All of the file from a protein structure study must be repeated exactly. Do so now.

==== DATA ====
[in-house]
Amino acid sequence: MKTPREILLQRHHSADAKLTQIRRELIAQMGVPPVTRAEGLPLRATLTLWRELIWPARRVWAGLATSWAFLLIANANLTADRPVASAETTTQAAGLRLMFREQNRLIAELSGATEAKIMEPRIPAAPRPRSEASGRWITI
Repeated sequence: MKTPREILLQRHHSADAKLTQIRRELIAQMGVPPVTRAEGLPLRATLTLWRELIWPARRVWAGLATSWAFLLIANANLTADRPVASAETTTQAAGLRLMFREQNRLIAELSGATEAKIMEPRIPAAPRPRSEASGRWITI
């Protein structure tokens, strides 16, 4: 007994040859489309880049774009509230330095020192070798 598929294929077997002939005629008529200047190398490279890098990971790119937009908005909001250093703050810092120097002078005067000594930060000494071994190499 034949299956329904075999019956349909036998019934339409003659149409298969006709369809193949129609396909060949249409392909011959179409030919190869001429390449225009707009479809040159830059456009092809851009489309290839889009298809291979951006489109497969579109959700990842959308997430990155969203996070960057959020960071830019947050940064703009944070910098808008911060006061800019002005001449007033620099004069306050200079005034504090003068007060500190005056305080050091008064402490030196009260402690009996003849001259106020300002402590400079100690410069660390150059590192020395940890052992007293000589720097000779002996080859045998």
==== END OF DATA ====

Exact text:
[in-house]
Amino acid sequence: MKTPREILLQRHHSADAKLTQIRRELIAQMGVPPVTRAEGLPLRATLTLWRELIWPARRVWAGLATSWAFLLIANANLTADRPVASAETTTQAAGLRLMFREQNRLIAELSGATEAKIMEPRIPAAPRPRSEASGRWITI
Repeated sequence: MKTPREILLQRHHSADAKLTQIRRELIAQMGVPPVTRAEGLPLRATLTLWRELIWPARRVWAGLATSWAFLLIANANLTADRPVASAETTTQAAGLRLMFREQNRLIAELSGATEAKIMEPRIPAAPRPRSEASGRWITI
């Protein structure tokens, strides 16, 4: 007994040859489309880049774009509230330095020192070798 598929294929077997002939005629008529200047190398490279890098990971790119937009908005909001250093703050810092120097002078005067000594930060000494071994190499 034949299956329904075999019956349909036998019934339409003659149409298969006709369809193949129609396909060949249409392909011959179409030919190869001429390449225009707009479809040159830059456009092809851009489309290839889009298809291979951006489109497969579109959700990842959308997430990155969203996070960057959020960071830019947050940064703009944070910098808008911060006061800019002005001449007033620099004069306050200079005034504090003068007060500190005056305080050091008064402490030196009260402690009996003849001259106020300002402590400079100690410069660390150059590192020395940890052992007293000589720097000779002996080859045998």